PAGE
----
Posted by: kcgadiyar | June 21, 2010

Re-imagining the epics: My opinion on “Raajneeti” and “Raavan”

As i was ready to go into screen 2 of the multiplex to watch “Raavan” on Sunday, i found that the screen next to it was playing “Raajneeti”. This was when i realized that in something of a weird coincidence, bollywood released two movies based on the original epics “Mahabharat” and “Ramayan” within 3 weeks of each other.

So who did better? Well, “Raajneeti” has the better road to the climax while the actual last 15-20 minutes is a letdown from what preceded it where as “Raavan” is basically a drag to sit through until the last 15 minutes when you actually feel that you are watching a Mani Ratnam movie. From the category of “words i never thought i would say” – Prakash Jha has done better than Mani Ratnam.

This got me thinking, why did this happen? If you had to bet on which director would have done better interpreting similar source material, i am pretty sure most people would have backed Ratnam. I decided to see where each movie delivers and falters as a way of comparison:

1. Faithful to the source:

When you walk into a theatre knowing that a movie is based on a book which everyone knows very well, you are already pre-disposed to a way of thinking. This is the main place where “Raajneeti” scores over ‘Raavan”. The morality of the characters is never in question – Duryodhan is evil, Karna is a good man on the wrong side, Arjun is good. These roles don’t change and there are no exceptions allowed. Jha gives us exactly what we expect. Mani Ratnam, on the other hand, wants us to sympathize with Raavan, and having grown up listening to stories of how evil the rakshasa king was, this never quite sits well with the audience. In fact, post movie discussions were all centered around “How can Raavan be a good guy? We never see him do anything bad” and “Why is the character of Ram such a merciless cop?”. This, i felt, was were the movie faltered. We are told that Raavan has committed plenty of atrocities, but the adage of “Show, don’t tell” exists for a reason. If we were able to demonize the main character a bit more, most people would probably not have had a problem.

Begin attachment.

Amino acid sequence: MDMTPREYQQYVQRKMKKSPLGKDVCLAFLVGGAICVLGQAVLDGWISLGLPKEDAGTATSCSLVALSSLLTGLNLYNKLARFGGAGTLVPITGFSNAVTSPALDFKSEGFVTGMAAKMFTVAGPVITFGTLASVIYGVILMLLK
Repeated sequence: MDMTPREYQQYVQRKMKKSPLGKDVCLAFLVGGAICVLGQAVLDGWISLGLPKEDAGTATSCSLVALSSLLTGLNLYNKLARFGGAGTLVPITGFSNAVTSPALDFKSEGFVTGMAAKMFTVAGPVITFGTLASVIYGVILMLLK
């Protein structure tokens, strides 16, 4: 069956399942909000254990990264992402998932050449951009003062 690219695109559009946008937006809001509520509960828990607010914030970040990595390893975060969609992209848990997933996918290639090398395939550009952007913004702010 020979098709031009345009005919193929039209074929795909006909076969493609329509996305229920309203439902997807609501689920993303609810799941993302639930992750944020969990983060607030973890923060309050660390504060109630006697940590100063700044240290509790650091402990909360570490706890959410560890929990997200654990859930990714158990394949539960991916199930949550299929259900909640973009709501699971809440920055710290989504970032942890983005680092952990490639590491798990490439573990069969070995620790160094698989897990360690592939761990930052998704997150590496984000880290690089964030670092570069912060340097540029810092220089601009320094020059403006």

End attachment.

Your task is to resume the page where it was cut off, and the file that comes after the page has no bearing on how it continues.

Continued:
Yes, Raavan is more believable than Raajneeti is, when more people are killed during a CM election campaign than have been killed in all election campaigns in India combined, believability goes out the door. But, like i said before, Raajneeti does not tamper with the source, everyone is the same characters we knew and grew up with, thus making us connect with it more.

If “Raavan” was named something else, if the parallels were not made so explicit in the movie (Govinda introducing himself as a “Vaanar”), if the pre-release publicity did not stress on the Ramayan re-interpretation aspect, then maybe the audiences would not have gone in expecting a Ramayan remake on screen, and thus have been more open to the story on screen than comparing it subconsciously to the epic.

2. Direction:

Every movie from any director has expectations built accordingly. A yash-raj movie will be expected to have high production values, an RGV movie will have “in-your-face” camera angles and so on. Such is the case with a Mani Ratnam movie – in “Raavan”, all the subtleties that Ratnam is known for have disappeared. You are reminded that it is a Mani Ratnam movie you are watching in 2 different sequences, one when Raagini and Beera are fighting and Beera refuses to touch Raagini, and the climax when Raagini comes back to Beera before realization strikes. These two sequences apart, the movie could easily have had a different name as director and you would not have noticed.

A Prakash Jha movie, on the other hand, is known to be over the top. And, needless to say, that is exactly what you get.

3. Actual length vs Perceived Length